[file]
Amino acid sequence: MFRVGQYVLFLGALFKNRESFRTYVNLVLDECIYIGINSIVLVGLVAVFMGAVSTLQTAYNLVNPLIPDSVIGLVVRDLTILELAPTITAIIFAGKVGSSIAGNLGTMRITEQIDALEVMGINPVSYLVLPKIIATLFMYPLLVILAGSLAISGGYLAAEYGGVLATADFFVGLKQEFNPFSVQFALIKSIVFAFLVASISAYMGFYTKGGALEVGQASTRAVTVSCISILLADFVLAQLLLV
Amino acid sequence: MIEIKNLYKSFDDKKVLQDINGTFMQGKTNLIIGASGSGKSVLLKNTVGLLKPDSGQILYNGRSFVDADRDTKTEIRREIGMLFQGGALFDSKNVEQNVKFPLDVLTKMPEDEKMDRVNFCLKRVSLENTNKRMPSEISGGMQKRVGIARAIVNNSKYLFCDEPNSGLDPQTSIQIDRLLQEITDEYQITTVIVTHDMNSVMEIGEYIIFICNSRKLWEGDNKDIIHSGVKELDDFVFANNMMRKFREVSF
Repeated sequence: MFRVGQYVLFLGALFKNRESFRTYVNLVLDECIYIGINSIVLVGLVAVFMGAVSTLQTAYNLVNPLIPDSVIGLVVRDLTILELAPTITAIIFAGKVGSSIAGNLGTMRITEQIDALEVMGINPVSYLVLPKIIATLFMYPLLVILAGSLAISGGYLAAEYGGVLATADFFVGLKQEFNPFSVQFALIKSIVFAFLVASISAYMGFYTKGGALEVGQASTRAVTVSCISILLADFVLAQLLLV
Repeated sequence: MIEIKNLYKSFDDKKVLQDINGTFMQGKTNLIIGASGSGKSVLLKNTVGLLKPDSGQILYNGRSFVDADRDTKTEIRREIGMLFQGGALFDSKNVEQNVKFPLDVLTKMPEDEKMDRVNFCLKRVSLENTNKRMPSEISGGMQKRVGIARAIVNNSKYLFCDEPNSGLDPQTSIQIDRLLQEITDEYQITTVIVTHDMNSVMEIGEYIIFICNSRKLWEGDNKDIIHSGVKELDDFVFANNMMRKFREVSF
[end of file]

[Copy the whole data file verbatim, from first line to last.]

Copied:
Amino acid sequence: MFRVGQYVLFLGALFKNRESFRTYVNLVLDECIYIGINSIVLVGLVAVFMGAVSTLQTAYNLVNPLIPDSVIGLVVRDLTILELAPTITAIIFAGKVGSSIAGNLGTMRITEQIDALEVMGINPVSYLVLPKIIATLFMYPLLVILAGSLAISGGYLAAEYGGVLATADFFVGLKQEFNPFSVQFALIKSIVFAFLVASISAYMGFYTKGGALEVGQASTRAVTVSCISILLADFVLAQLLLV
Amino acid sequence: MIEIKNLYKSFDDKKVLQDINGTFMQGKTNLIIGASGSGKSVLLKNTVGLLKPDSGQILYNGRSFVDADRDTKTEIRREIGMLFQGGALFDSKNVEQNVKFPLDVLTKMPEDEKMDRVNFCLKRVSLENTNKRMPSEISGGMQKRVGIARAIVNNSKYLFCDEPNSGLDPQTSIQIDRLLQEITDEYQITTVIVTHDMNSVMEIGEYIIFICNSRKLWEGDNKDIIHSGVKELDDFVFANNMMRKFREVSF
Repeated sequence: MFRVGQYVLFLGALFKNRESFRTYVNLVLDECIYIGINSIVLVGLVAVFMGAVSTLQTAYNLVNPLIPDSVIGLVVRDLTILELAPTITAIIFAGKVGSSIAGNLGTMRITEQIDALEVMGINPVSYLVLPKIIATLFMYPLLVILAGSLAISGGYLAAEYGGVLATADFFVGLKQEFNPFSVQFALIKSIVFAFLVASISAYMGFYTKGGALEVGQASTRAVTVSCISILLADFVLAQLLLV
Repeated sequence: MIEIKNLYKSFDDKKVLQDINGTFMQGKTNLIIGASGSGKSVLLKNTVGLLKPDSGQILYNGRSFVDADRDTKTEIRREIGMLFQGGALFDSKNVEQNVKFPLDVLTKMPEDEKMDRVNFCLKRVSLENTNKRMPSEISGGMQKRVGIARAIVNNSKYLFCDEPNSGLDPQTSIQIDRLLQEITDEYQITTVIVTHDMNSVMEIGEYIIFICNSRKLWEGDNKDIIHSGVKELDDFVFANNMMRKFREVSF